Kendall argues the B.C. Lottery Corp. could do more to identify problem gamblers – possibly using data on their gambling gathered through a loyalty card program – and then dispatching staff to attempt treatment interventions.

The report calls on the province to devote at least 1.5 per cent of gambling revenue to problem gambling initiatives, tripling the current outlay.

It  also urges school classes to warn children of the dangers of gambling, focusing on students in grades 10 to 12.

Provincial gambling revenue per capita climbed 56 per cent over the last decade from $353 per person in 2002 to $552 by 2011.

The $2.1-billion a year industry delivers nearly $900 million in net profits to government.

B.C. Finance Minister Mike de Jong said in a statement the province this year increased its Responsible Gambling program budget by 30 per cent.

“We take the social costs of gambling seriously,” he said, adding the province and BCLC will provide $11 million for responsible gambling this year.

De Jong said the province is committed to continually improving but will review the performance of its current programs before considering any increase in spending.

Just Posted

UPDATE: Pioneer Ave filming to include snow effects, stunt driving and fire arms

Pioneer Avenue to be backdrop for scenes set in 1950s

UPDATE: Rockslide keeps Coquihalla northbound lane closed

Highway 5 is closed in one direction.

Brother of teen killed by stray bullet in Vancouver says the death left a void

Alfred Wong, 15, was gunned down while on his way home from dinner with his family

UPDATE: Wind warning ends for Metro Vancouver after thousands lose power

More than 34,000 BC Hydro customers in the dark on Sunday morning in the Lower Mainland and Sunshine Coast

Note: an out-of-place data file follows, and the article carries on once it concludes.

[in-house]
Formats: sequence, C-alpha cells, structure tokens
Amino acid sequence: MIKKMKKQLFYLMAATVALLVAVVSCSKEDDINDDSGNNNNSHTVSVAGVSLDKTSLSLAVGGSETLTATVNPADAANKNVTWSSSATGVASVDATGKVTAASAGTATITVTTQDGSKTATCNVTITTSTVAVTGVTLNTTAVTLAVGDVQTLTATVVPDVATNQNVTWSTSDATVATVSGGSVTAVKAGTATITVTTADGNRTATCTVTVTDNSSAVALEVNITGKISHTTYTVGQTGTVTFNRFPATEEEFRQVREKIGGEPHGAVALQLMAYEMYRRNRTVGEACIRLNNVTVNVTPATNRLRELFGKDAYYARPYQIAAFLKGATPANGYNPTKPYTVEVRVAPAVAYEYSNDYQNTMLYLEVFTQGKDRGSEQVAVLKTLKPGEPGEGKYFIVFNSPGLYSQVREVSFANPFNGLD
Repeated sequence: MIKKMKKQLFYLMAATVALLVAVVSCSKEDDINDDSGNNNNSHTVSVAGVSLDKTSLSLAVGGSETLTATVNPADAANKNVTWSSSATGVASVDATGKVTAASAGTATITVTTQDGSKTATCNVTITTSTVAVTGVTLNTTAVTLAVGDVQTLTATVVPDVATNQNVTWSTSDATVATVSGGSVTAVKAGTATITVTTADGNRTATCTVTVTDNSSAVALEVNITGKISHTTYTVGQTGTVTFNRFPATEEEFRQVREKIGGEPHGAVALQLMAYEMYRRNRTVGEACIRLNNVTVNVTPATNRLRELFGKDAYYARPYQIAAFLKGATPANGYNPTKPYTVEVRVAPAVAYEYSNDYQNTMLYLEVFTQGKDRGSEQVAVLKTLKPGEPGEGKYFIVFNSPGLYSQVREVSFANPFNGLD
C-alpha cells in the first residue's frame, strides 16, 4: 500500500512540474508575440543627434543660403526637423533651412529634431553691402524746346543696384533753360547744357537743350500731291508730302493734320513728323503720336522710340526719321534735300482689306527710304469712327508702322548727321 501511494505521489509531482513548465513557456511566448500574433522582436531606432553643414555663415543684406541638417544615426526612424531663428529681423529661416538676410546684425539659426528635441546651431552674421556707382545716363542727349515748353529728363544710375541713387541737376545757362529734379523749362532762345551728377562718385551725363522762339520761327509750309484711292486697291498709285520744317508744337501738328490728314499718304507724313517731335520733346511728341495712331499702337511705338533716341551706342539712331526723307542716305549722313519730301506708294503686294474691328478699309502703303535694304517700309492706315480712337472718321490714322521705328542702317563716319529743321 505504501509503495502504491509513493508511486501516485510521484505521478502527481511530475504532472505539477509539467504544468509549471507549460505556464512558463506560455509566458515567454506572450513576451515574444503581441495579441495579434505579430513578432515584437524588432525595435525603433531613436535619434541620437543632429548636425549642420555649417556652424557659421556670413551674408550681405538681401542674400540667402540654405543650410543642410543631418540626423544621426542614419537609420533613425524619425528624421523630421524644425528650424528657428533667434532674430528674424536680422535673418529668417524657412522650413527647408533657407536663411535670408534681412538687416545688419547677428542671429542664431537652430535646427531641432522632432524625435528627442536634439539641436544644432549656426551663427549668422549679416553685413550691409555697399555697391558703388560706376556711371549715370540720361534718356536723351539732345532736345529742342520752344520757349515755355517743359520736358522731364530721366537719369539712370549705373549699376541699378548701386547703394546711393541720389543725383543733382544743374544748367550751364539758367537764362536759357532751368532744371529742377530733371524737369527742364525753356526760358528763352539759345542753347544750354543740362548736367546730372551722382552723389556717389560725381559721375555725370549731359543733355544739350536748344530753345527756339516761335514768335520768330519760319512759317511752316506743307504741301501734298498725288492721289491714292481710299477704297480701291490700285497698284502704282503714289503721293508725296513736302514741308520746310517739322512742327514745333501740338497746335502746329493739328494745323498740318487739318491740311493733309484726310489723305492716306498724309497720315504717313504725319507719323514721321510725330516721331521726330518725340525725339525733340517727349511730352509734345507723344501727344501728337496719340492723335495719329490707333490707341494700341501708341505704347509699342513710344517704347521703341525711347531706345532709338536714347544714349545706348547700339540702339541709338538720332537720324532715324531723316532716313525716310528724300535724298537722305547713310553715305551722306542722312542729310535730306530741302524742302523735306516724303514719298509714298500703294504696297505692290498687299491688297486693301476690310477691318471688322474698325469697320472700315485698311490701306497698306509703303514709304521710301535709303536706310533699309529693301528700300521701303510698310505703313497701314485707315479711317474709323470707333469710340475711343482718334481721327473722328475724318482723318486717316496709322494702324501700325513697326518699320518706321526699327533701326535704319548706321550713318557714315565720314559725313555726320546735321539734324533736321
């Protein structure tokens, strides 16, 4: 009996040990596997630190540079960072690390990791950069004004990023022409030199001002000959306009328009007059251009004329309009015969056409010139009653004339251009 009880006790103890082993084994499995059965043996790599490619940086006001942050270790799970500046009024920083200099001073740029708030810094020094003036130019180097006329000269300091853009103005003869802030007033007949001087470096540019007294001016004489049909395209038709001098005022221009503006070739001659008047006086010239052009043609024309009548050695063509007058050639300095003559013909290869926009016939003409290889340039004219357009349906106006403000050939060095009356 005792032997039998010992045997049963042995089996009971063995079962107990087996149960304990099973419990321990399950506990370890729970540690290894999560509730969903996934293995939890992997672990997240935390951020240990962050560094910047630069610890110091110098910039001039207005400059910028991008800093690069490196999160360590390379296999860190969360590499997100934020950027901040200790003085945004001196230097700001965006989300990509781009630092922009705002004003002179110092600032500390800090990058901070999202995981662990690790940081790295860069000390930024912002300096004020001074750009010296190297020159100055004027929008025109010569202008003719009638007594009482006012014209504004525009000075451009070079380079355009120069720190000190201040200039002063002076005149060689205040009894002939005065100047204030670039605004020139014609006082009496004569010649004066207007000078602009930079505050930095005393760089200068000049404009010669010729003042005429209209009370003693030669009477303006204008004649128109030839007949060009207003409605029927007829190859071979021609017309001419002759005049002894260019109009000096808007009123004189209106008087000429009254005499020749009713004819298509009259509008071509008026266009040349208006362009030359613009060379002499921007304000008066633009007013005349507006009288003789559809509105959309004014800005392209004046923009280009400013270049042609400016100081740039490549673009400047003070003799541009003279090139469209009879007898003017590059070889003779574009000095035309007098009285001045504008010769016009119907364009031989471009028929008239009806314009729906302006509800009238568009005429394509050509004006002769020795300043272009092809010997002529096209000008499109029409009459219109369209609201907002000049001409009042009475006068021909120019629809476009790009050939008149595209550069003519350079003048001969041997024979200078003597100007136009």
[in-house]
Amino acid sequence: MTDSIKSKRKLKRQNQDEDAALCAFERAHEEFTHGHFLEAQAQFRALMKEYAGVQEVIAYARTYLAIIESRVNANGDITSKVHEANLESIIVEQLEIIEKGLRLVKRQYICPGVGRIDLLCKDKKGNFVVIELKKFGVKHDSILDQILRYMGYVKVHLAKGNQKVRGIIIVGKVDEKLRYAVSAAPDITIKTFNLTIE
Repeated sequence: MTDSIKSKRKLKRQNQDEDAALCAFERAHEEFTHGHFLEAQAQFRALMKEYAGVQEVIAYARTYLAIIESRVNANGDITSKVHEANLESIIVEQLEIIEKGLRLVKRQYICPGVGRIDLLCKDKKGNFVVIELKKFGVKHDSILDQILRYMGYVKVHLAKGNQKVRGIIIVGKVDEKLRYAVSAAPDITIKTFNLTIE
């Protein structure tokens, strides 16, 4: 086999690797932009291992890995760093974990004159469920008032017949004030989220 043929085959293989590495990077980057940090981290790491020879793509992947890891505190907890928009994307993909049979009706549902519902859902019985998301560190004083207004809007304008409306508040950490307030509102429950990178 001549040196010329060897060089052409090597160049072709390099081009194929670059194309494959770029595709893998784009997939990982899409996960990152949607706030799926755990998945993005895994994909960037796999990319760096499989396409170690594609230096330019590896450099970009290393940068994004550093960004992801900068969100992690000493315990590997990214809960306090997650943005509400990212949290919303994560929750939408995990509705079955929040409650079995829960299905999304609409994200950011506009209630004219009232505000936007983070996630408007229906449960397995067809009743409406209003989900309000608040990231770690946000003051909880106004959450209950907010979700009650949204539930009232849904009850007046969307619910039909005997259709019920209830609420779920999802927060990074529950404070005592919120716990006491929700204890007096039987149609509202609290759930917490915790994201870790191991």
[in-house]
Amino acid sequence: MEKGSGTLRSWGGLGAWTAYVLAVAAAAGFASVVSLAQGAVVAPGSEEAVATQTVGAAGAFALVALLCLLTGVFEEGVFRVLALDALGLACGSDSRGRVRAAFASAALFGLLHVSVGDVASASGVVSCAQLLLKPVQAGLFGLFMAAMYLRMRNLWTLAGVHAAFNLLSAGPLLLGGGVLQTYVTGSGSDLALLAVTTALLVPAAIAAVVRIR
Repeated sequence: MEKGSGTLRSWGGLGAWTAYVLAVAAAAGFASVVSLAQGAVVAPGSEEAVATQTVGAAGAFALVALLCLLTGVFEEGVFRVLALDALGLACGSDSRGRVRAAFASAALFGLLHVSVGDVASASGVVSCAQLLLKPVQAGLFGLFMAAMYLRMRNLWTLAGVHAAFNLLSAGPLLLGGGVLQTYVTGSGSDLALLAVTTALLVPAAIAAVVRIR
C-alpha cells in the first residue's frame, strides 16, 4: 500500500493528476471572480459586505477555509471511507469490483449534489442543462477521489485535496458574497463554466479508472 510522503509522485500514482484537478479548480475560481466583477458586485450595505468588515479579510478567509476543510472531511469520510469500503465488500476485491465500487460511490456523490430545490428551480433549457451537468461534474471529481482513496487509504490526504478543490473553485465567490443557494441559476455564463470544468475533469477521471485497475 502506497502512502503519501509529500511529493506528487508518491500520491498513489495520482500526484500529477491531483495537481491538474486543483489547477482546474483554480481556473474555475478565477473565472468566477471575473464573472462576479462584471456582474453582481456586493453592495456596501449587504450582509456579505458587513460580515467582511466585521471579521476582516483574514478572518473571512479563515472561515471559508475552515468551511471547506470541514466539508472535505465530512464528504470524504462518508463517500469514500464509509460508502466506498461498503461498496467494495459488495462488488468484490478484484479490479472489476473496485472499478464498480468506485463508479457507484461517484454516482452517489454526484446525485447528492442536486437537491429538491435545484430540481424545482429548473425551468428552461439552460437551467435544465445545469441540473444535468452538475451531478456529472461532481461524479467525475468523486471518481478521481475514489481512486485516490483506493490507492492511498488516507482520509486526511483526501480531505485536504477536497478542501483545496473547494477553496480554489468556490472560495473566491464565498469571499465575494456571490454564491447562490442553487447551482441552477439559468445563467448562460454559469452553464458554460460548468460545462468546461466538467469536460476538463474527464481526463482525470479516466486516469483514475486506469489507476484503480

WIND WARNING: Metro Vancouver expecting 100 km/h gusts Saturday night

Environment Canada issues warns of possibly dangerous conditions

Week in Review – January 19

Movie filming, water upgrades and more

Man lives despite malfunctioning defibrillator at B.C. arena

A middle-aged man went into cardiac arrest after at game at Pitt Meadows Arena last Wednesday.

Cause of Northern B.C. seaplane crash released

TSB releases report on seaplane crash during a water landing in 2016 near First Nations community

Vancouver police crack down on pop-up pot vendors

Officers raided merchants’ tables on Robson Square late Sunday

Bell Media, NFL take appeal over Super Bowl ad rules to top court

At issue is a ban on substituting American ads with Canadian ones during the game’s broadcast

Crown seeks 4.5 years jail for B.C. woman convicted of counselling tax evasion

Debbie Anderson the latest from group to face jail for teaching debunked ‘natural person’ theory

Movie filmed in Castlegar B.C. opens Friday

Hollow in the Land starring Dianna Agron will be playing in select cinemas.

Semi rollover on Highway 3

Highway 3 is reduced to single-alternating lanes

Cougar window shops at Banff grocery store

An RCMP officer spots a cougar outside an Alberta grocery store

Most Read